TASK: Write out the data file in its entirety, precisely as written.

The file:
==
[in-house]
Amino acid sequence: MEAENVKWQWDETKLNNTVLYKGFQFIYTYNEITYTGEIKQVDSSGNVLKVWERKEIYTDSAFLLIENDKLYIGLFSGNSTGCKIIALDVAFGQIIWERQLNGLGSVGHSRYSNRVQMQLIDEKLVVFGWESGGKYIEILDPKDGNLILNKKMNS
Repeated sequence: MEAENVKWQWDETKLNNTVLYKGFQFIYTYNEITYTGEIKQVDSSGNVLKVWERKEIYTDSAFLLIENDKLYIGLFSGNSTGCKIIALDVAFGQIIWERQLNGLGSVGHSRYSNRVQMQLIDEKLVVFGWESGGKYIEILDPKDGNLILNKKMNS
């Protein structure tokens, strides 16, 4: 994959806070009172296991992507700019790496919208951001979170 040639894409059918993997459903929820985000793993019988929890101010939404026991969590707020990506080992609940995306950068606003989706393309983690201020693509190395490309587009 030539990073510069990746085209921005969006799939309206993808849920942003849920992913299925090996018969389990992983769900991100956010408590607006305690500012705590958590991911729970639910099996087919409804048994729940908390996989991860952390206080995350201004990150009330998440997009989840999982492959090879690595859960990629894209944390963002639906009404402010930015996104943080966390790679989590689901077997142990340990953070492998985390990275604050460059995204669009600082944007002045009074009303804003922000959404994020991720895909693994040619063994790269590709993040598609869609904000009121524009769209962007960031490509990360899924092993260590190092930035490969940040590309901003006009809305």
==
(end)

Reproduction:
[in-house]
Amino acid sequence: MEAENVKWQWDETKLNNTVLYKGFQFIYTYNEITYTGEIKQVDSSGNVLKVWERKEIYTDSAFLLIENDKLYIGLFSGNSTGCKIIALDVAFGQIIWERQLNGLGSVGHSRYSNRVQMQLIDEKLVVFGWESGGKYIEILDPKDGNLILNKKMNS
Repeated sequence: MEAENVKWQWDETKLNNTVLYKGFQFIYTYNEITYTGEIKQVDSSGNVLKVWERKEIYTDSAFLLIENDKLYIGLFSGNSTGCKIIALDVAFGQIIWERQLNGLGSVGHSRYSNRVQMQLIDEKLVVFGWESGGKYIEILDPKDGNLILNKKMNS
């Protein structure tokens, strides 16, 4: 994959806070009172296991992507700019790496919208951001979170 040639894409059918993997459903929820985000793993019988929890101010939404026991969590707020990506080992609940995306950068606003989706393309983690201020693509190395490309587009 030539990073510069990746085209921005969006799939309206993808849920942003849920992913299925090996018969389990992983769900991100956010408590607006305690500012705590958590991911729970639910099996087919409804048994729940908390996989991860952390206080995350201004990150009330998440997009989840999982492959090879690595859960990629894209944390963002639906009404402010930015996104943080966390790679989590689901077997142990340990953070492998985390990275604050460059995204669009600082944007002045009074009303804003922000959404994020991720895909693994040619063994790269590709993040598609869609904000009121524009769209962007960031490509990360899924092993260590190092930035490969940040590309901003006009809305």